Influence of Physostigmine on Patient-Controlled Analgesia (PCA) in Postoperative Intensive Care Patients (ANA06103)
The study is to evaluate the influence of physostigmine in the postoperative period in intensive care patients considering pain quality, opioid consumption, hemodynamics and mobilisation.
|Study Design:||Time Perspective: Prospective|
|Official Title:||Influence of Physostigmine on Patient-Controlled Analgesia (PCA) in Postoperative Intensive Care Patients, Considering Pain Score, Opioid Consumption, Hemodynamics and Cognitive Function|
- opioid consumption [ Time Frame: 48 hours ] [ Designated as safety issue: No ]
- pain quality (VAS) mobilisation hemodynamics side effects [ Time Frame: operation to discharge from hospital ] [ Designated as safety issue: No ]
|Study Start Date:||January 2007|
|Study Completion Date:||October 2007|
|Primary Completion Date:||October 2007 (Final data collection date for primary outcome measure)|
Physostigmine 4 mg in 50 ml NaCl 0.9% per 24 h as syringe pump continuously for 48 hours, plus physostigmine 2mg (in NaCl 0.9% 50 ml)at termination of sedation
PCA: Patient-controlled analgesia with piritramide 1 mg/ml, on demand: bolus of 2 mg, maximum of 10 mg in 60 min
NaCl 0.9% 50 ml per 24 h continuously over 48 hours, plus 50 ml NaCl 0.9% at termination of sedation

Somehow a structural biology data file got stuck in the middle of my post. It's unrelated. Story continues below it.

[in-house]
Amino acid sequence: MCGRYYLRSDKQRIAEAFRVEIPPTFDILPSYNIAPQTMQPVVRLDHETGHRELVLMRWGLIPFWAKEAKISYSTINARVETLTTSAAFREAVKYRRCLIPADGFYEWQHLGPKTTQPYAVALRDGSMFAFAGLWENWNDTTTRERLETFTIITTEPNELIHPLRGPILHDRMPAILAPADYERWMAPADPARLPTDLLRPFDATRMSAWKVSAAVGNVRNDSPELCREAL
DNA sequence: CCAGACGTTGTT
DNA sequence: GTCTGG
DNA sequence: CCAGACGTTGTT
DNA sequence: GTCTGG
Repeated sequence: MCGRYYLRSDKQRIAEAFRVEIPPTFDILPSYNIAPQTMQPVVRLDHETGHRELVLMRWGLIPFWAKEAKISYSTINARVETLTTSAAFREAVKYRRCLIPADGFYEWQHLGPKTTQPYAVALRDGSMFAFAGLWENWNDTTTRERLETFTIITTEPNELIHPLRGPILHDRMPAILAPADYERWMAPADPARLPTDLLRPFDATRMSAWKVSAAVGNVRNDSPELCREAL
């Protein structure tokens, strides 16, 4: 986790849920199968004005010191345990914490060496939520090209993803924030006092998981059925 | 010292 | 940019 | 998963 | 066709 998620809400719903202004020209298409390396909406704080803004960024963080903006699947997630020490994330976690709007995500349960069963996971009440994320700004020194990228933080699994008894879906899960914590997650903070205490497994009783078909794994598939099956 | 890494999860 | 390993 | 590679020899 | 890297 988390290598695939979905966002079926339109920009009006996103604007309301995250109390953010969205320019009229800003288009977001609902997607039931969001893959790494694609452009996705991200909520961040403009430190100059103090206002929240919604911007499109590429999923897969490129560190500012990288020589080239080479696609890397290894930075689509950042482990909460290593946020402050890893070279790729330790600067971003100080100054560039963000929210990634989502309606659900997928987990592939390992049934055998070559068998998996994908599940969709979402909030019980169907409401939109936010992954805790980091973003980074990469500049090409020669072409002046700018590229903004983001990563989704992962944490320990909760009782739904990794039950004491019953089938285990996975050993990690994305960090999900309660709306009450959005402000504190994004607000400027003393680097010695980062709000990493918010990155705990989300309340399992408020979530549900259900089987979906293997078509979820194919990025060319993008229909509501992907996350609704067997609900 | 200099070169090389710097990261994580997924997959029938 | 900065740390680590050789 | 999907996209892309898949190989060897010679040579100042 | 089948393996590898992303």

PCA: Patient-controlled analgesia with piritramid 1 mg/ml, on demand: bolus of 2 mg, maximum of 10 mg in 60 min
Pain management is of major concern in the postoperative period, mostly based on opioids. In numerous experimental and clinical trials cholinergic mechanisms have been demonstrated to play an important antinociceptive role. Physostigmine, a central cholineresterase inhibitor, has been shown to produce analgesia and enhance opiate analgesia after systemic injection. This action is not based on µ-receptor (opioid) activity, but can be mostly explained by stimulation of serotonine (5-HT-3) receptors. The major withdrawal of utilizating physostigmine in postoperative care, is due to its short duration of action.
In the present study, we examined the effect of a continuous intavenous physostigmine application during a patient-controlled analgesia with piritramide for 48 hours compared to a placebo infusion with NaCl.
Major concern was set for consumption of analgesics, VAS-pain scale, hemodynamics, mobilisation and side effects.
|Klinkum Ludwigshafen, Department of Anesthesiology|
|Ludwigshafen, Germany, D-67063|
|Principal Investigator:||Christoph Konrad, Prof.||University Hospital Mannheim, Department of Anesthesiology|
|Study Director:||Kerstin D. Roehm, MD||Klinikum Ludwigshafen, Department of Anesthesiology|